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One of the things we like to repeat about the US is that we're all free to believe what we wish, especially when it comes to religion. While this is true, there are still dominant views that dictate how we do things, naturally. But dominant views do change over time and one man is doing his best to contribute.
Attorney Michael Newdow filed suit in federal court in Ohio on behalf of 49 atheist plaintiffs for the removal of the words "In God We Trust" from American currency, reports Jurist. The phrase, he argues, is a violation of the First Amendment of the US Constitution, which provides that "Congress shall make no law respecting an establishment of religion, or prohibiting the free exercise thereof." The defendant is the United States Congress.
The Atheist Burden
God on dollars is no good for atheists, argues Newdow on behalf of his daughter and other children of atheists, because it burdens them with a false phrase and "advocates" a Christian monotheistic" view. They do not trust in God and he is concerned that references to a deity on the currency will lead to discussions of God in school, in violation of the Constitution, and ultimately, to persecution.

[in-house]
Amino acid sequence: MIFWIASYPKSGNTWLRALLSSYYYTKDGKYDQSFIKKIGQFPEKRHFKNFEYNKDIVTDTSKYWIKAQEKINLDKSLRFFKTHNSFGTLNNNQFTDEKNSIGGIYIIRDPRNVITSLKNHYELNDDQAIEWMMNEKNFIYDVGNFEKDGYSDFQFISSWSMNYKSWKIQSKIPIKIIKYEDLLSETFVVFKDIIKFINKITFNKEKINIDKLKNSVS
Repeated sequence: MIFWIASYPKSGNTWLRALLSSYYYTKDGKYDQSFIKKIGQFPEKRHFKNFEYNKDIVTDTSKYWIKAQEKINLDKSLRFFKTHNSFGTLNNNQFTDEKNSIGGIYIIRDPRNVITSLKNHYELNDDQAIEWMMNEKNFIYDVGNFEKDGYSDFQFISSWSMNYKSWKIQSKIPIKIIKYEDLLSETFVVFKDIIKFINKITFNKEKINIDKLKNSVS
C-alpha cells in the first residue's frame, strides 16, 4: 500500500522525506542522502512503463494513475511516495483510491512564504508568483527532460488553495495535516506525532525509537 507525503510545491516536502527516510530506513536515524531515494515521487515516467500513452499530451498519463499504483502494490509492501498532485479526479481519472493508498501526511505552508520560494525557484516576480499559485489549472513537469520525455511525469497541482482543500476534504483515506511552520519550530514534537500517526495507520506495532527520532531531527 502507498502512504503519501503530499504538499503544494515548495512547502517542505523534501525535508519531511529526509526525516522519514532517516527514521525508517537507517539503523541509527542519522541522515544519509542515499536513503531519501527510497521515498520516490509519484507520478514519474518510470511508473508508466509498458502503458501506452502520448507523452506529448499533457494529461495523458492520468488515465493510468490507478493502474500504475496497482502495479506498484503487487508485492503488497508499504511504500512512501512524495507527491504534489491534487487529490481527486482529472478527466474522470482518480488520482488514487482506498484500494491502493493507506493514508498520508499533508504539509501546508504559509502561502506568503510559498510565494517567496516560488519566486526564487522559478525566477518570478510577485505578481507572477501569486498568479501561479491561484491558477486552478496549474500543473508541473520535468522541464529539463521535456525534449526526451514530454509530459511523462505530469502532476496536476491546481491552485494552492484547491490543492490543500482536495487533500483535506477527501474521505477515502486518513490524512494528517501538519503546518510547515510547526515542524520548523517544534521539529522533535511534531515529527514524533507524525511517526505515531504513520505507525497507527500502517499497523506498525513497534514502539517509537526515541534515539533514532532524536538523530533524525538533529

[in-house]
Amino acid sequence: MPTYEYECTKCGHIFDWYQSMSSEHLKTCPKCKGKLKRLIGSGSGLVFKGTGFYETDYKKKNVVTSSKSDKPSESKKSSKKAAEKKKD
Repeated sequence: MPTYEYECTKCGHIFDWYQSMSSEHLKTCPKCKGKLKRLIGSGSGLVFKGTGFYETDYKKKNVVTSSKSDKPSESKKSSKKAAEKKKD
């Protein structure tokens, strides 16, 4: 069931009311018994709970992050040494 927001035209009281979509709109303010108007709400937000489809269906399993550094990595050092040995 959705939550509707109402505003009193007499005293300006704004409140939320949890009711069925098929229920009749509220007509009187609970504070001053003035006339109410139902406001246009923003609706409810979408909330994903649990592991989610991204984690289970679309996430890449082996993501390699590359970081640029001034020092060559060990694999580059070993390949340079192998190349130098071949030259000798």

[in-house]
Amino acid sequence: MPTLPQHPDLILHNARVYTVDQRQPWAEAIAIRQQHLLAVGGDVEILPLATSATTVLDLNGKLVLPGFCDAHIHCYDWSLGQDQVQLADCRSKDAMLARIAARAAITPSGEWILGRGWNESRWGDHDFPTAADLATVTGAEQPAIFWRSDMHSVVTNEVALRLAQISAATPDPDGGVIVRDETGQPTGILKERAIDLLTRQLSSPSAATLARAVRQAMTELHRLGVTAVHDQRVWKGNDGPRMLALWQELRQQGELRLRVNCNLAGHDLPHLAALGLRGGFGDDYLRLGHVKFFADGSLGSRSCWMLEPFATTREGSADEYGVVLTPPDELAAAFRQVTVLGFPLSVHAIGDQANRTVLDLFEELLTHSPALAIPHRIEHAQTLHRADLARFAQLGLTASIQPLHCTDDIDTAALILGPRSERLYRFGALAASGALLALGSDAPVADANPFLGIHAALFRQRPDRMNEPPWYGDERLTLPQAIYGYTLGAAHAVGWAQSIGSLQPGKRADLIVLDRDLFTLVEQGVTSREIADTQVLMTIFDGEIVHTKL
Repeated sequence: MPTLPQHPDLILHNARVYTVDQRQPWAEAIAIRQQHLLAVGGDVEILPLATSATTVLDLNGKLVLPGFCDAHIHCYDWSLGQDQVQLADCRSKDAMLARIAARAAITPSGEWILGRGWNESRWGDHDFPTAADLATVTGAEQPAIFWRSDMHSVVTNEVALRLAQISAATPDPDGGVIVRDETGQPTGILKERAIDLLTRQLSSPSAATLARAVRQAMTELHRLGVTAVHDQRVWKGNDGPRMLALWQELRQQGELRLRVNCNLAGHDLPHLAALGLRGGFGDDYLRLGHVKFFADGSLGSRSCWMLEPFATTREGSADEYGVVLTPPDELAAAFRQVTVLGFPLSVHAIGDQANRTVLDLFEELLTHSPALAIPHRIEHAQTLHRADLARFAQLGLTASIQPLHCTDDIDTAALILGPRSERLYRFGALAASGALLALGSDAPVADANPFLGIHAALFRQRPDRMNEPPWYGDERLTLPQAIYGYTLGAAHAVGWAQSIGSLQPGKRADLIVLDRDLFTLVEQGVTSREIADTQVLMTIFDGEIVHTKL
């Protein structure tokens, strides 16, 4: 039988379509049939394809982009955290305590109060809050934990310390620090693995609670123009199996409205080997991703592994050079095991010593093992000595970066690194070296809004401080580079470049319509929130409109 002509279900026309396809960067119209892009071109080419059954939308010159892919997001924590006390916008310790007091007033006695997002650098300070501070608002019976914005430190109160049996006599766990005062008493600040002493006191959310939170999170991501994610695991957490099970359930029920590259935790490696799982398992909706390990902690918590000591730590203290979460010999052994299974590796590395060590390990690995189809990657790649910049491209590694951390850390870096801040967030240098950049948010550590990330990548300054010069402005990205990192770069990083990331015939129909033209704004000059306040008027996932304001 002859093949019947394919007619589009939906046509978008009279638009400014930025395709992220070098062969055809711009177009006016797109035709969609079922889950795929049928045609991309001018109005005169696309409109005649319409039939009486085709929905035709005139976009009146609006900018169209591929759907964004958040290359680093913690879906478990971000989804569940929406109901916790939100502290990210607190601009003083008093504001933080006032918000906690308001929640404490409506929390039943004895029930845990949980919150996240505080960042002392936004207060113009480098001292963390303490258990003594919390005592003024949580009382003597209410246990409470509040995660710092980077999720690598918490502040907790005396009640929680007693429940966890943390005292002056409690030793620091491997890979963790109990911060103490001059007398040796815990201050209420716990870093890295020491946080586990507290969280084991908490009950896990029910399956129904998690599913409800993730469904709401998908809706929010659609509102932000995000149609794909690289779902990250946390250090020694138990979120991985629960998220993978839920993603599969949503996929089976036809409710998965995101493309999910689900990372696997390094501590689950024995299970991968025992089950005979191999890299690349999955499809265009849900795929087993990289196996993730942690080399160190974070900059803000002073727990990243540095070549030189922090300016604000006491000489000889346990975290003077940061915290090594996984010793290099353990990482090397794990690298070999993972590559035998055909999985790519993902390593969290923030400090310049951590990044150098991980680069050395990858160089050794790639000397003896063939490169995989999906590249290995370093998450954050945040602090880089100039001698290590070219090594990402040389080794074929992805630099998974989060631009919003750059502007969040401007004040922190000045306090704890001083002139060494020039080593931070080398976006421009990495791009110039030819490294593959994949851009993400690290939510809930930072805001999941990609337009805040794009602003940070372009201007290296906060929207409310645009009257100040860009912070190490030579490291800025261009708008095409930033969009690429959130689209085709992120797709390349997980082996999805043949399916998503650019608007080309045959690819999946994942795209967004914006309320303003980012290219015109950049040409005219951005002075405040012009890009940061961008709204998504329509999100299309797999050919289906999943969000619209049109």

Newdow's filing states: "This will inevitably expose her to potential ridicule or peer pressure as a result of her Atheism. This is a substantial burden on her free exercise rights, inasmuch as small children have a right to attend public school without government setting the stage for religious persecution ... especially when the government, itself, is a significant cause of the bigotry that might lead to the persecution."
The complaint documents the religious sentiments behind money minting, a sense that blessing a lord will bring a nation blessings, and makes another interesting point. Do atheist children "seeing a blatantly religious message on something as ubiquitous and prestigious as the nation's money" get the impression that anyone who does not adhere to that religious message is different and not a full member of society?
Nothing changes unless people try to change things and there may well come a day when many people agree with Newdow that references to God on currency are oppressive. But his previous attempts have failed, and an appeal he made on behalf of his daughter before was rejected by the United States Supreme Court on a procedural point. He had no standing to argue for his daughter.
This claim, while interesting, seems speculative. He seeks relief in advance of a harm that he can only speculate will occur. As such, it seems likely that this complaint too will prove futile, and that our money will remain unchanged.